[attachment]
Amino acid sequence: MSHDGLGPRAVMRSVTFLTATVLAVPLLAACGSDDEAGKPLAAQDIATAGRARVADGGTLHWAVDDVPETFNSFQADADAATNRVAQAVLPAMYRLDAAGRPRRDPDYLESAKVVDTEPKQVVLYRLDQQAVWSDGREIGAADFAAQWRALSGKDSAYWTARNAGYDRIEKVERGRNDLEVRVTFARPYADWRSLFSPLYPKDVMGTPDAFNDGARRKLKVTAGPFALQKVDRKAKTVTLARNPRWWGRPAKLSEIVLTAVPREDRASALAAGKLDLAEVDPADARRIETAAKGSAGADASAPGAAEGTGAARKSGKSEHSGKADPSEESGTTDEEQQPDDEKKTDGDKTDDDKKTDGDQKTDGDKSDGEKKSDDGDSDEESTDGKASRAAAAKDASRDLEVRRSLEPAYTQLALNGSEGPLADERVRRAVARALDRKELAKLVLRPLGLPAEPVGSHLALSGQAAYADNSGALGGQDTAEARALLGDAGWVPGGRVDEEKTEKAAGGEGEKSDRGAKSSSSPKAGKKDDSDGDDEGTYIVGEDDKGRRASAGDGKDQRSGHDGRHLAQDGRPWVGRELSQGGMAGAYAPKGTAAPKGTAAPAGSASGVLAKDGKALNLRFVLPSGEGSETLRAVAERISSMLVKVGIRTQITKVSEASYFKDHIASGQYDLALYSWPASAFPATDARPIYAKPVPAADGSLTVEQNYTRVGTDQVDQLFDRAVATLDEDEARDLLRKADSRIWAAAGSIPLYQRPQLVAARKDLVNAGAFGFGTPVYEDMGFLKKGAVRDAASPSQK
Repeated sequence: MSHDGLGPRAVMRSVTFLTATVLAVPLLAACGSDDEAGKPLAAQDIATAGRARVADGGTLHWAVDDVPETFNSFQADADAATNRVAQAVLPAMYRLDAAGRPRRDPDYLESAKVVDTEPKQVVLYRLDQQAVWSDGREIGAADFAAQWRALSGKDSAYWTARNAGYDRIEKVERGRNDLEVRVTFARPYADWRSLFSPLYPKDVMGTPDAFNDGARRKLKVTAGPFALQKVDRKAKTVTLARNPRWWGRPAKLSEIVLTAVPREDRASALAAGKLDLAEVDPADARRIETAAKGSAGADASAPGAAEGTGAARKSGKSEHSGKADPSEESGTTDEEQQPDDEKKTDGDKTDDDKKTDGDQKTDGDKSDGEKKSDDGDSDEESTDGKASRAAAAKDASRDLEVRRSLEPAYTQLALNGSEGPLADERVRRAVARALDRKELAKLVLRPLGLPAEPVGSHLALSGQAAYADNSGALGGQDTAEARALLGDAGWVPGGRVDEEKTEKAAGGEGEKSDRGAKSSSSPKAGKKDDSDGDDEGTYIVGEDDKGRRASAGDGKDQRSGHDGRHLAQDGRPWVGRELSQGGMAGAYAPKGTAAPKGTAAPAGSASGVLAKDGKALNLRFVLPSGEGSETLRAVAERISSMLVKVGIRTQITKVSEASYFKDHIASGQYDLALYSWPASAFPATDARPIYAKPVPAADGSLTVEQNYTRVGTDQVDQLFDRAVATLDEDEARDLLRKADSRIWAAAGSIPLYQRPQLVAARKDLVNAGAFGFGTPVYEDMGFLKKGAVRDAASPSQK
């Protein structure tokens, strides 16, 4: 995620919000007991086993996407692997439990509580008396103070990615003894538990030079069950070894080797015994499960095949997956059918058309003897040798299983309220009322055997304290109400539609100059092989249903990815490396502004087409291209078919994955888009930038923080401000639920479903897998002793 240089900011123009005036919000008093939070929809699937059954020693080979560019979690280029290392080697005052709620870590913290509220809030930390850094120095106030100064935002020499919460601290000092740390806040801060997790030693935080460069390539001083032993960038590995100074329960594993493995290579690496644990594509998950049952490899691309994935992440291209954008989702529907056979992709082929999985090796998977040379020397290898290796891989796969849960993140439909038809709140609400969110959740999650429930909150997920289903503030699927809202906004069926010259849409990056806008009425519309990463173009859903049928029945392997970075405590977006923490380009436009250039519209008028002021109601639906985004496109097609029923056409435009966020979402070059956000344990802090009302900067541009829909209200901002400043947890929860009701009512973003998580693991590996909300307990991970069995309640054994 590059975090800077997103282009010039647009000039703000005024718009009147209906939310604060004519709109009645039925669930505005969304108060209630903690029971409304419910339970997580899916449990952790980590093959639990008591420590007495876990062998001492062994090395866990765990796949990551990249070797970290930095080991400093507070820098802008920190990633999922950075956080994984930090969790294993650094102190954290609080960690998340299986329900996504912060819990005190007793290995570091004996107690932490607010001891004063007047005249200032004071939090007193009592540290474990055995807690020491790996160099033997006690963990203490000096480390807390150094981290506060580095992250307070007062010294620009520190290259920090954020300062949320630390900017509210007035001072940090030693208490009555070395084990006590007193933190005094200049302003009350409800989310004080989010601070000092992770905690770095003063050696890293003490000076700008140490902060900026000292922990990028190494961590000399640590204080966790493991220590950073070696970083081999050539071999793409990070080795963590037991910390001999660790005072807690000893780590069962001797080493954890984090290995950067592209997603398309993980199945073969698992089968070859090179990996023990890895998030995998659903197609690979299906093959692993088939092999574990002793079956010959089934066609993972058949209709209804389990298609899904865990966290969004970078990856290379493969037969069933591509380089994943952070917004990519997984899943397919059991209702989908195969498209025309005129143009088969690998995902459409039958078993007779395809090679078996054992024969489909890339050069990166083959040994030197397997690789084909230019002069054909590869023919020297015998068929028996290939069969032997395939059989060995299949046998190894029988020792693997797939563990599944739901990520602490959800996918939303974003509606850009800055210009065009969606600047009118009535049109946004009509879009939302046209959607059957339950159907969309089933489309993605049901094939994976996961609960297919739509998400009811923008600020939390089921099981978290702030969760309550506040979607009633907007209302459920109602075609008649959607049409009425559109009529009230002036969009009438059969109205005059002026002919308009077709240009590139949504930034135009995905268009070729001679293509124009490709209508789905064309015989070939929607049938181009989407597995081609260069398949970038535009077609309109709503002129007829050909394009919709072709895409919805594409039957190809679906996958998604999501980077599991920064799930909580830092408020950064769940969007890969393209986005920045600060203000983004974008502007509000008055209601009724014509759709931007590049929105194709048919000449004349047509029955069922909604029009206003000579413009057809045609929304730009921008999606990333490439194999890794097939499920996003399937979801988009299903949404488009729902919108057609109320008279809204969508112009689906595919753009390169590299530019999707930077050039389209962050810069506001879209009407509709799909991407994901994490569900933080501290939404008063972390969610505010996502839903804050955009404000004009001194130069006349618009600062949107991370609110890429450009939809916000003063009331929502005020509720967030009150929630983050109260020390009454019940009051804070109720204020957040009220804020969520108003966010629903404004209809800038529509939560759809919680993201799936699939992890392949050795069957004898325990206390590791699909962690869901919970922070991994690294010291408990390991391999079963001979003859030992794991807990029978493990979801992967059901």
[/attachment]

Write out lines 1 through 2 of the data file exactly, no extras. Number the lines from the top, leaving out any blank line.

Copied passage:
Amino acid sequence: MSHDGLGPRAVMRSVTFLTATVLAVPLLAACGSDDEAGKPLAAQDIATAGRARVADGGTLHWAVDDVPETFNSFQADADAATNRVAQAVLPAMYRLDAAGRPRRDPDYLESAKVVDTEPKQVVLYRLDQQAVWSDGREIGAADFAAQWRALSGKDSAYWTARNAGYDRIEKVERGRNDLEVRVTFARPYADWRSLFSPLYPKDVMGTPDAFNDGARRKLKVTAGPFALQKVDRKAKTVTLARNPRWWGRPAKLSEIVLTAVPREDRASALAAGKLDLAEVDPADARRIETAAKGSAGADASAPGAAEGTGAARKSGKSEHSGKADPSEESGTTDEEQQPDDEKKTDGDKTDDDKKTDGDQKTDGDKSDGEKKSDDGDSDEESTDGKASRAAAAKDASRDLEVRRSLEPAYTQLALNGSEGPLADERVRRAVARALDRKELAKLVLRPLGLPAEPVGSHLALSGQAAYADNSGALGGQDTAEARALLGDAGWVPGGRVDEEKTEKAAGGEGEKSDRGAKSSSSPKAGKKDDSDGDDEGTYIVGEDDKGRRASAGDGKDQRSGHDGRHLAQDGRPWVGRELSQGGMAGAYAPKGTAAPKGTAAPAGSASGVLAKDGKALNLRFVLPSGEGSETLRAVAERISSMLVKVGIRTQITKVSEASYFKDHIASGQYDLALYSWPASAFPATDARPIYAKPVPAADGSLTVEQNYTRVGTDQVDQLFDRAVATLDEDEARDLLRKADSRIWAAAGSIPLYQRPQLVAARKDLVNAGAFGFGTPVYEDMGFLKKGAVRDAASPSQK
Repeated sequence: MSHDGLGPRAVMRSVTFLTATVLAVPLLAACGSDDEAGKPLAAQDIATAGRARVADGGTLHWAVDDVPETFNSFQADADAATNRVAQAVLPAMYRLDAAGRPRRDPDYLESAKVVDTEPKQVVLYRLDQQAVWSDGREIGAADFAAQWRALSGKDSAYWTARNAGYDRIEKVERGRNDLEVRVTFARPYADWRSLFSPLYPKDVMGTPDAFNDGARRKLKVTAGPFALQKVDRKAKTVTLARNPRWWGRPAKLSEIVLTAVPREDRASALAAGKLDLAEVDPADARRIETAAKGSAGADASAPGAAEGTGAARKSGKSEHSGKADPSEESGTTDEEQQPDDEKKTDGDKTDDDKKTDGDQKTDGDKSDGEKKSDDGDSDEESTDGKASRAAAAKDASRDLEVRRSLEPAYTQLALNGSEGPLADERVRRAVARALDRKELAKLVLRPLGLPAEPVGSHLALSGQAAYADNSGALGGQDTAEARALLGDAGWVPGGRVDEEKTEKAAGGEGEKSDRGAKSSSSPKAGKKDDSDGDDEGTYIVGEDDKGRRASAGDGKDQRSGHDGRHLAQDGRPWVGRELSQGGMAGAYAPKGTAAPKGTAAPAGSASGVLAKDGKALNLRFVLPSGEGSETLRAVAERISSMLVKVGIRTQITKVSEASYFKDHIASGQYDLALYSWPASAFPATDARPIYAKPVPAADGSLTVEQNYTRVGTDQVDQLFDRAVATLDEDEARDLLRKADSRIWAAAGSIPLYQRPQLVAARKDLVNAGAFGFGTPVYEDMGFLKKGAVRDAASPSQK